We as a human race have had to deal with problems since we first slithered out of the primordial slime. After countless millennia of dealing with innumerable problems, I find it curious that there has not been one philosopher or scientist or mathematician or academic who has analyzed the fundamental reasons why solutions succeed and why failed attempts fail. There certainly has not been a shortage of problems that have been solved and many of those solutions were preceded by scores of attempts that failed. Surely there are some fundamental attributes contained within a solution that were glaringly absent in the failed attempts.
If we had such a fundamental understanding -- an understanding of what makes a solution effective and a failure ineffective, then it stands to reason that when we are confronted with a problem, we would be able to easily determine if a potential solution has a chance of succeeding. Or better yet, we would be able to know where a solution may be found in the first place.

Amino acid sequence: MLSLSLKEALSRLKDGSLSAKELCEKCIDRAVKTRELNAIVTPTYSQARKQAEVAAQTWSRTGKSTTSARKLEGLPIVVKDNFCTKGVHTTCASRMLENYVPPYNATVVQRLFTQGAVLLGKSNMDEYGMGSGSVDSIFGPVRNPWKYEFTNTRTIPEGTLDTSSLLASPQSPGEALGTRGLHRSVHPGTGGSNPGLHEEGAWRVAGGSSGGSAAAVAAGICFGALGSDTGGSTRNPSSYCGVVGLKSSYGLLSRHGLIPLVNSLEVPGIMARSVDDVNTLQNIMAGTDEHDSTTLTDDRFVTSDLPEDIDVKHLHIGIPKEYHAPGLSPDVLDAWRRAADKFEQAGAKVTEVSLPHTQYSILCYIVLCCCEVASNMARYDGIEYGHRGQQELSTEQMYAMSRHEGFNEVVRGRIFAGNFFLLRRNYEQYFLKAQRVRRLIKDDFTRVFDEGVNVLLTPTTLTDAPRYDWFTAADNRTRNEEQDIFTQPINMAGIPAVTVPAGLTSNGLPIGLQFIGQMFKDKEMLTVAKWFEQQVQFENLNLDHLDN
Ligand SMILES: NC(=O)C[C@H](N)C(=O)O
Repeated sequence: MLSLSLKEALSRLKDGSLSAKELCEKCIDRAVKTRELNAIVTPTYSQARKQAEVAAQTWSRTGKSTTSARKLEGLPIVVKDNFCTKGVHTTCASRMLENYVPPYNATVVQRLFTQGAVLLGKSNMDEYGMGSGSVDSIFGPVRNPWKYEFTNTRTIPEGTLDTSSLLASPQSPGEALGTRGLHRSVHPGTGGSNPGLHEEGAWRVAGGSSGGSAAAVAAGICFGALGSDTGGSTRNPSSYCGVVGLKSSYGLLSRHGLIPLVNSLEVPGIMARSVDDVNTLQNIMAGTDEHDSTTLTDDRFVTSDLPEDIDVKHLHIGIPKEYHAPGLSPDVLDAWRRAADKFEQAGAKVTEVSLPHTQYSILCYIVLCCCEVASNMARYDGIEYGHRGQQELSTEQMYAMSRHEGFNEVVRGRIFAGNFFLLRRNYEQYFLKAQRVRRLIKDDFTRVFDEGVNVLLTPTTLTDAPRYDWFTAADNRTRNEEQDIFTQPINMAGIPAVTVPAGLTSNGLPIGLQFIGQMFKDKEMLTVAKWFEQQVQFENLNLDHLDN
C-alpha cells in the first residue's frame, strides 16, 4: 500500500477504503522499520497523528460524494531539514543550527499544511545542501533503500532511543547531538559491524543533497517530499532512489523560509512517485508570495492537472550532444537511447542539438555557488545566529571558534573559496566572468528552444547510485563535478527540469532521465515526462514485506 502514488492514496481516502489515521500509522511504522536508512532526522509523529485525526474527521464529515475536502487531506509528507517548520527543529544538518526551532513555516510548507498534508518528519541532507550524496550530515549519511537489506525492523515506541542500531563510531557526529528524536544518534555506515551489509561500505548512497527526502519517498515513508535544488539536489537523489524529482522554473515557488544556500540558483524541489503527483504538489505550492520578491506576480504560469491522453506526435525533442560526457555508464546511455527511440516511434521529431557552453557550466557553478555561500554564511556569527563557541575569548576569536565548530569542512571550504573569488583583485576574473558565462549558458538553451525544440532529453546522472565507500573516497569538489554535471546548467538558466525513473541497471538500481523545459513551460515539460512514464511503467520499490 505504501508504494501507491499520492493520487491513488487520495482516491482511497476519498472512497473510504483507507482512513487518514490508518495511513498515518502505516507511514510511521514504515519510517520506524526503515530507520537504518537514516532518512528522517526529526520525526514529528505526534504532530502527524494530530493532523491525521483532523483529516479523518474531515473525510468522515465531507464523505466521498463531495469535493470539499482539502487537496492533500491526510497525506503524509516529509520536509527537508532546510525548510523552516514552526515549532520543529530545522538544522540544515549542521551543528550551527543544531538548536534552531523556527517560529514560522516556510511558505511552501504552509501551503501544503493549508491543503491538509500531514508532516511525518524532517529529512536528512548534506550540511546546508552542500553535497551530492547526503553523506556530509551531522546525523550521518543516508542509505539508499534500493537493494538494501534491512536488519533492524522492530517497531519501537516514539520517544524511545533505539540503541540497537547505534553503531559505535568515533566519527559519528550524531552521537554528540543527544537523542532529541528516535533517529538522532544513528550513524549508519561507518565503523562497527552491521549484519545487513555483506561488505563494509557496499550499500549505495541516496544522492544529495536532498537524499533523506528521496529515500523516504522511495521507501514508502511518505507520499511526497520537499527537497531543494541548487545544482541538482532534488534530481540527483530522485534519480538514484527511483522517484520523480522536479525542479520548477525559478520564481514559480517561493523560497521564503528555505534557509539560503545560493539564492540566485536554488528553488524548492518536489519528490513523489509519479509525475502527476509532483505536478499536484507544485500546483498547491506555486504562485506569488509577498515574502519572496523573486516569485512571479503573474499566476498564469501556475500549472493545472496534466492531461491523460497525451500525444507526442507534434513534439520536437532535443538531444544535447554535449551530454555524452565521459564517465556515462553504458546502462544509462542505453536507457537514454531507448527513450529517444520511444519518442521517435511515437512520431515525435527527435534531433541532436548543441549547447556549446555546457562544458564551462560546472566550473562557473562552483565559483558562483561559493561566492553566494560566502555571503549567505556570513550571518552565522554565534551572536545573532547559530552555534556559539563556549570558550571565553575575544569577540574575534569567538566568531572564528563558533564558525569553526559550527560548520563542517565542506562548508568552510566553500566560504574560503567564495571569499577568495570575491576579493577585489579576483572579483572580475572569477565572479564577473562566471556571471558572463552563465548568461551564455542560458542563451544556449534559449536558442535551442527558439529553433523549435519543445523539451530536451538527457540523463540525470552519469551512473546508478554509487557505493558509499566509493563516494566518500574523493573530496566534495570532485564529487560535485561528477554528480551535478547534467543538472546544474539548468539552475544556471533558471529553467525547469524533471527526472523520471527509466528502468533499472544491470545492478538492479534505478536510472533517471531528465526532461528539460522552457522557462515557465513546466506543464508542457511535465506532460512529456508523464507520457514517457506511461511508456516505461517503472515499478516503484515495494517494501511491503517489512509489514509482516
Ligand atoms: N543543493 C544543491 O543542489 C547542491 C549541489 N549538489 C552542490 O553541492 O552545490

But from what I can see, no one has bothered to identify the fundamental attributes of a solution and the lack of those attributes in a failure. As a result, nobody knows how to solve a problem. In other words, if a solution is not readily known, there is no systematic, scientific, logical approach to solving a problem. Instead, everyone takes a completely random, hit-or-miss (and mostly miss) approach.
Given this enormous void in mankind’s collective knowledge, I thought I’d get the ball rolling, right here, right now, on this humble blog. Over the next several days I will outline what I think are some fundamental elements of a solution versus what is missing in a failed attempt. I will also try to show how these principles are being violated by individuals and/or institutions in their efforts to solve problems thereby creating a bigger mess. My hope is that this modest beginning will turn into a Science or Philosophy of Problem-Solving. If ever our human race needed a new science, this is it.
I also look forward to your feedback.
On my next post, I will discuss people’s first instinct in approaching a problem and how this is almost always ineffective.